What is Boxen?
When influenza threatened Irish families at the turn of the Twentieth Century, a young CS Lewis and his brother “Warnie” were isolated indoors. The two boys had little in common but had only each other, so they found a way to play together by creating an imaginary world named Boxen — merging Lewis’ fascination with talking animals and his older brother’s interest in economics, politics, and history.
About a century later, my new wife and I stumbled into our first real responsibility as a couple: we needed to name our internet router. You can’t rush into these things, mind you, and we deliberated for some time. I had a habit of naming hard drives and peripherals after obscure science fiction. Jen tended toward some variation of “Monkey.” We were off to a rocky start … but we had recently finished CS Lewis’ autobiography together, and Jen struck upon the idea of naming our router “Boxen” — a world where two different people could still play together.
As a designer, developer, pastor, writer, husband, father — I find myself at the intersection of many worlds. My purpose on this real world of ours is to stand in the middle of those different — sometimes opposing — worlds: ideas, relationships, processes, beliefs, symbols, stories. I believe in creating a space where different people can come together and create something interesting and beautiful.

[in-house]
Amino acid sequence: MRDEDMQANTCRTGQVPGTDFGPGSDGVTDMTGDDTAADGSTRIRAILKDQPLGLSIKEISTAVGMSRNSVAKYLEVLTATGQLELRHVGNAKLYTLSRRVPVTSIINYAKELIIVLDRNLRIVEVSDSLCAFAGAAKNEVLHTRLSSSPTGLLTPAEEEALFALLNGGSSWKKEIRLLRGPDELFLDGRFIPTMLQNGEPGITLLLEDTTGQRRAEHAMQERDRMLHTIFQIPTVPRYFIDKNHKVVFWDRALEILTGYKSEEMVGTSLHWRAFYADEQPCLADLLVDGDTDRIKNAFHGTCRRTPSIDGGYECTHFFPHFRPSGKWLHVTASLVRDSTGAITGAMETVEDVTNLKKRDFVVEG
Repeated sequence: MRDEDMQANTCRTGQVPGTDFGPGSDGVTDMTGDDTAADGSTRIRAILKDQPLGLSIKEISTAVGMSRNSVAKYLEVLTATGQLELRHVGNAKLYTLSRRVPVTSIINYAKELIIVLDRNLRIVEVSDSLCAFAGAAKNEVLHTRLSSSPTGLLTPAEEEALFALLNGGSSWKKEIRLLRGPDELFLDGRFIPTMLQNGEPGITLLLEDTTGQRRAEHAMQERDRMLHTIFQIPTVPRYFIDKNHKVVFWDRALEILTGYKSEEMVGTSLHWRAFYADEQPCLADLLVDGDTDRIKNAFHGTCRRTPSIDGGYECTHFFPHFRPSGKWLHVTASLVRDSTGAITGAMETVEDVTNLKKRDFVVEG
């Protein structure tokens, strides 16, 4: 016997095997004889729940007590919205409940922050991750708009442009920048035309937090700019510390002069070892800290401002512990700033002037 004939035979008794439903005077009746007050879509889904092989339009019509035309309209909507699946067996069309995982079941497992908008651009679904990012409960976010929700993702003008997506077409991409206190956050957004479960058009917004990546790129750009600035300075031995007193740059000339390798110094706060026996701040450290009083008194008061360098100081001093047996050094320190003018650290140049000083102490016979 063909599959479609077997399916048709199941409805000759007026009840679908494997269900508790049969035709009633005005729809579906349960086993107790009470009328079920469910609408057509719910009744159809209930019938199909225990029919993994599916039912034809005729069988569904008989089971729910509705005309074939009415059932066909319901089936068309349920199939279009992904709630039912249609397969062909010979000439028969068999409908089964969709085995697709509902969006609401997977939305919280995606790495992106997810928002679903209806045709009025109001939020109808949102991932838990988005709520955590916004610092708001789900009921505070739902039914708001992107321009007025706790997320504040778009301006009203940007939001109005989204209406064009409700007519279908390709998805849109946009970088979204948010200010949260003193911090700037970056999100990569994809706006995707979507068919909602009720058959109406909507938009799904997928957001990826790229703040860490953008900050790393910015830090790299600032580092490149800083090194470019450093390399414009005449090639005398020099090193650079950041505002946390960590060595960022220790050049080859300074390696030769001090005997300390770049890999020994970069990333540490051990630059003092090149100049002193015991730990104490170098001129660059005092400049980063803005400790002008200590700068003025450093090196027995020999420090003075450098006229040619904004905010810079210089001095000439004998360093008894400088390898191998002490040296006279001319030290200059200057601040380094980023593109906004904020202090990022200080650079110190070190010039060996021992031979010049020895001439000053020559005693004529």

I call it Boxen.
What is Boxen?
Sometimes 1+1=11 … sometimes two b’s become a brand.
Who is Boxen?
I am a designer, developer, digital marketer … oh, and a pastor. That’s a story worth telling…
In 2008 — after ten years of professional experience as a graphic designer — I enrolled in seminary to receive a Master of Divinity. And while that may initially look like a non sequitur, my seminary education may best convey what I contribute can contribute to you.
Anything worth saying is worth a story. In fact, everything we do or say or write has a story lurking somewhere behind it — even recipes or statements of fact. We cannot escape telling stories; we can only escape telling them well.
There is a school of psychology called Gestalt Theory, which informs the basic principles of design. It details the mind’s ability to recognize visual patterns and whole forms through collections of simple lines, shapes, and colors. We create meaning out of seemingly disparate visual cues — which is precisely what we do every day of our lives by sharing stories. We create meaning out of the details of life.
I went to seminary in order to understand the really big stories — the ones that shape and give meaning to life. You may disagree with me regarding the relative importance of the Christian story of Jesus (and disagreement is encouraged!), but I hope you’ll appreciate the continuity of purpose. I am a storyteller because stories are the stuff of life. I speak them, teach them, and draw them. I set them in print and on the web. I am committed to understanding them and communicating them with clarity and beauty. I am an irrepressible storyteller. It’s who I am and what I do.